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May 1, 2014

The Consultant Dilemma

It might pay to hire an outside expert—unless you can do it yourself.  

A few years ago, Klein Steel Service Inc. needed to train its staff on lean production methodology, but internal resources were limited and the training would involve 25% of Klein’s team members. It was time to bring in the experts.
 

“As a mid-market company with finite resources, we choose to source the expertise we need when we need it, rather than owning it in-house,” says Todd Zyra, president of the Rochester, N.Y.-based company. So Klein hired the Rochester Institute of Technology’s Center for Integrated Manufacturing Studies, which trained Klein’s team on-site. “Through the improvements gained by our team members’ hard work and the expert advice, we have greatly improved efficiencies and customer service,” Zyra says.

The company uses consultants 10 to 12 times a year for projects that require specialized knowledge or an independent third-party eye. Klein has also found consultants useful for coaching senior leaders and high-potential talent, and training in specialized areas such as NQA-1 and geometric dimensioning and tolerancing.

Other companies, however, are not as sold on this kind of outsourcing. “We don’t really use consultants,” says Frank McKnight, president of McKnight Steel & Tube Company in Ivyland, Pa. “This isn’t to say that they aren’t important. However, I think they come more into play with scale. As you get larger, you may want to bring a consultant in to look at specific areas of your business. Otherwise, you may end up with a consulting group coming in and wanting to evaluate your whole business, being there longer and at more cost than you might have anticipated.”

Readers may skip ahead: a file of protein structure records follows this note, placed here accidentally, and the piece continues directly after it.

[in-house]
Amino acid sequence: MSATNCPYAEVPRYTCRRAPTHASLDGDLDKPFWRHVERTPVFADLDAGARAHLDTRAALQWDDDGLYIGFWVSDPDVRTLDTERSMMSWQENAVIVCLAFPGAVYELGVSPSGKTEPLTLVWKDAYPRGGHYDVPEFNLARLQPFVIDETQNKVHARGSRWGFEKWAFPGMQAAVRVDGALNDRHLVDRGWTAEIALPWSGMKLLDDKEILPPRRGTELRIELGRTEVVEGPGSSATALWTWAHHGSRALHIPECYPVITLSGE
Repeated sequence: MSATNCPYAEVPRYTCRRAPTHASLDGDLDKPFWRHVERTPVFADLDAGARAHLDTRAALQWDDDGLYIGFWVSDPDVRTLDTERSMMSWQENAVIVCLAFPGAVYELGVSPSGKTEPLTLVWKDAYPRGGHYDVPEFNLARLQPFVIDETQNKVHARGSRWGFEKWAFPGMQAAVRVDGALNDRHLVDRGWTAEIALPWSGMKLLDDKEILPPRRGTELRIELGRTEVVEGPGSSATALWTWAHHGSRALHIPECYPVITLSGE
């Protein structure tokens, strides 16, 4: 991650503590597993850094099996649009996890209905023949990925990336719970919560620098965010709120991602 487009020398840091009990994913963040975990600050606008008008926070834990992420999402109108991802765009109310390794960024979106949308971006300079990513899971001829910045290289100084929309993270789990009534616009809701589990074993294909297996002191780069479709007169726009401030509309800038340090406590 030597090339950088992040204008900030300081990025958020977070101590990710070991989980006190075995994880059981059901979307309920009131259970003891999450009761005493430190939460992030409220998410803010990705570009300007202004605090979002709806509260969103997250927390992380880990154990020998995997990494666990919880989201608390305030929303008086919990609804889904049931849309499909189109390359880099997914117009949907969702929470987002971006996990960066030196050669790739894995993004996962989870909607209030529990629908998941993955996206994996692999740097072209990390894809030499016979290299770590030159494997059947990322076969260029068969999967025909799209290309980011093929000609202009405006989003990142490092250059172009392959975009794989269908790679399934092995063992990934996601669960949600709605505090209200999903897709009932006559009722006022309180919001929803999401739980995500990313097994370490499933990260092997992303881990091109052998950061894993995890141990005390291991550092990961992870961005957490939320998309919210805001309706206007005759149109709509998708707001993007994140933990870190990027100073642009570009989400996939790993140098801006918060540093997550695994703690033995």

McKnight tried it once. “We arranged for a consulting group to come in eight or nine years ago to evaluate our business, because it was offering a very attractive ‘teaser rate,’” he says. “They sent a consultant in for a week, and he evaluated various areas, including IT, sales and marketing, warehouse and logistics processes, and finance.” At the end of that week, McKnight and the consultant met for a couple of hours for the final evaluation. “During our conversation, he admitted that about 75% of the evaluation could have been accomplished internally by our own people, by identifying some team leaders, setting up some processes, and making sure these processes remained in place until they became second nature,” McKnight says.

So—should you do it yourself? Or get some help? Here are some things to think about when weighing the consultant question.

First, the Pitfalls

Working with consultants can pose a number of challenges, not the least of which is misunderstood expectations. “Probably what I hear most from disappointed executives is that they are not able to implement the recommendations made by consultants,” says Rita McGrath, an associate professor at Columbia Business School and author of The End of Competitive Advantage.

Thomas L. Tanel, president and CEO of CATTAN Services Group Inc. in College Station, Texas, which specializes in logistics and supply chain consulting, identified other potential land mines. One is scope creep, where a consultant is called in to do one thing, but over time the project expands and he or she has to take on a lot of additional tasks.

Another is dealing with the potential fallout of consultants who are “in bed” with vendors. “You need to be careful of consultants who receive ‘finder’s fees’ from certain manufacturers, making it a practice to recommend certain software, hardware or other equipment,” Tanel says.